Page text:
Prime Minister Raila Odinga has directed Kenya police investigating last week’s killing of two human rights activists to cooperate with officers from the United States in finding those responsible.
The Prime Minister said on Monday that he had written to Internal Security minister George Saitoti to instruct police to work with two officers from the US’s Federal Bureau of Investigations to investigate the fatal shooting of Oscar Kamau King’ara and John Paul Oulu on Thursday evening.
US envoy Michael Ranneberger had on Friday formally requested Kenya to allow FBI to investigate the killings on State House Road in Nairobi. Two officers from the embassy will work with the police.
Police say they have already arrested six people in connection with the killings while three officers’ guns were confiscated to get the one who fired the bullet that killed the student.
“It does not matter the number of people the police arrest or arraign in court, the investigation will not stand the credibility test because in the perception of the people, the police themselves are an accomplice,” he added.
Speaking after meeting human rights activists and NGO Council officials at his office, the PM said police have also been instructed not to interfere with a protest set for Tuesday by students from the University of Nairobi.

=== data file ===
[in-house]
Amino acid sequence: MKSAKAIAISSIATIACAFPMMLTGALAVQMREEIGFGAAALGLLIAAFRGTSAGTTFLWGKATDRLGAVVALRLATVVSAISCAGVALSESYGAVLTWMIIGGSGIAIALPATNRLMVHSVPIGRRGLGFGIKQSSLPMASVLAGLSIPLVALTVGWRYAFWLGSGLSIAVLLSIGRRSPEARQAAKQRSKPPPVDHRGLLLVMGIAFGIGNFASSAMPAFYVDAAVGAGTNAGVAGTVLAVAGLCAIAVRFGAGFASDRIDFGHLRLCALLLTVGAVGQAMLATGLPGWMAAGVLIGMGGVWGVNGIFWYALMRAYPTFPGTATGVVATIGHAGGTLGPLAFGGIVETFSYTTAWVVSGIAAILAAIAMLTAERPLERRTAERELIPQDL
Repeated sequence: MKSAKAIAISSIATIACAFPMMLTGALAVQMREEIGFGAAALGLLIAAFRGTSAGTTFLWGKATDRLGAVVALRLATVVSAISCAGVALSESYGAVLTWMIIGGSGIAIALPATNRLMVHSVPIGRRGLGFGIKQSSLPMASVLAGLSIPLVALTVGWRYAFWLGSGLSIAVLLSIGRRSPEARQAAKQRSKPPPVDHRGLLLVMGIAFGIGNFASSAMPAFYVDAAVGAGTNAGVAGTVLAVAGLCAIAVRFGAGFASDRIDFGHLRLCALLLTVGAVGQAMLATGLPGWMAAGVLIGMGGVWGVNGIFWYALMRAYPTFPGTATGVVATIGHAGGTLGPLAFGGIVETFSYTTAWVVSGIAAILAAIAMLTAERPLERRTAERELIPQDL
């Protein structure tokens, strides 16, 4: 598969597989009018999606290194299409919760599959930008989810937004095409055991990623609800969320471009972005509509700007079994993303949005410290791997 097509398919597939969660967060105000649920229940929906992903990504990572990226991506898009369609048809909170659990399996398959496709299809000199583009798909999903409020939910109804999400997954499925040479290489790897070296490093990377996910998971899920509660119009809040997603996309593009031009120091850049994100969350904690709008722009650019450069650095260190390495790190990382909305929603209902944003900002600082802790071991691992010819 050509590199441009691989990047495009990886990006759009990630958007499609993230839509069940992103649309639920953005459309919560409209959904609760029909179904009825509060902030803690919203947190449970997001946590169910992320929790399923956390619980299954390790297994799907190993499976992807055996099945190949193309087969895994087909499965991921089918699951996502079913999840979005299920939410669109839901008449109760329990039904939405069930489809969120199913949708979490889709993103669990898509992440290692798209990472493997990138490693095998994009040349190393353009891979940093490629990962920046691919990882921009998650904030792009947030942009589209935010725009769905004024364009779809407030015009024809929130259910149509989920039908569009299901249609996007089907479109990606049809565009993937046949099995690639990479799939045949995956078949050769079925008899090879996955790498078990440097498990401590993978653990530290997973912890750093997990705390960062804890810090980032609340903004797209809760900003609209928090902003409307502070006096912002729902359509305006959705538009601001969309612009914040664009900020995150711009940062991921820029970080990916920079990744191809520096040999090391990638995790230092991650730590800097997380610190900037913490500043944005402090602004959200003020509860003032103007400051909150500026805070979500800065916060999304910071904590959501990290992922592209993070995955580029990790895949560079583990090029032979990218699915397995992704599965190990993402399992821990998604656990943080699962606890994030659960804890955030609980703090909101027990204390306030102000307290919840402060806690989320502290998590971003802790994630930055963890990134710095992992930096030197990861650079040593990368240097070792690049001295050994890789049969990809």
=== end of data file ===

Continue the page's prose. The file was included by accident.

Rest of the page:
Vice chancellors have been asked not to harass or expel students who take part in these demonstrations as some of them have already been threatened with expulsion for being vocal about the killings.
The two activists were shot near the University of Nairobi and one student died after he was shot as irate students protested and prevented police from towing away the vehicle Mr King’ara and Mr Oulu were in.
Centre for Multiparty Democracy head Njeri Kabeberi repeated the demand for the removal of Police Commissioner Hussein Ali, saying that human rights abuses have been most prevalent during his five-year tenure.
Mr Odinga however avoided speaking about the matter, saying instead that police reforms agreed on in the coalition pact would deal with the matter.
Mr Odinga said there is political commitment to find out the people behind the deaths that have caused fear among human rights activists.
The PM however assured them that their lives are not at risk. He said that given the role of civil society organisations in what has come to be known as the second liberation, it is important not to interfere with their activities.
“If the government cannot provide protection to its citizens against an attack or killings, then it has no business being in control. We are not about to compromise on the gains we have made in Kenya,” he said.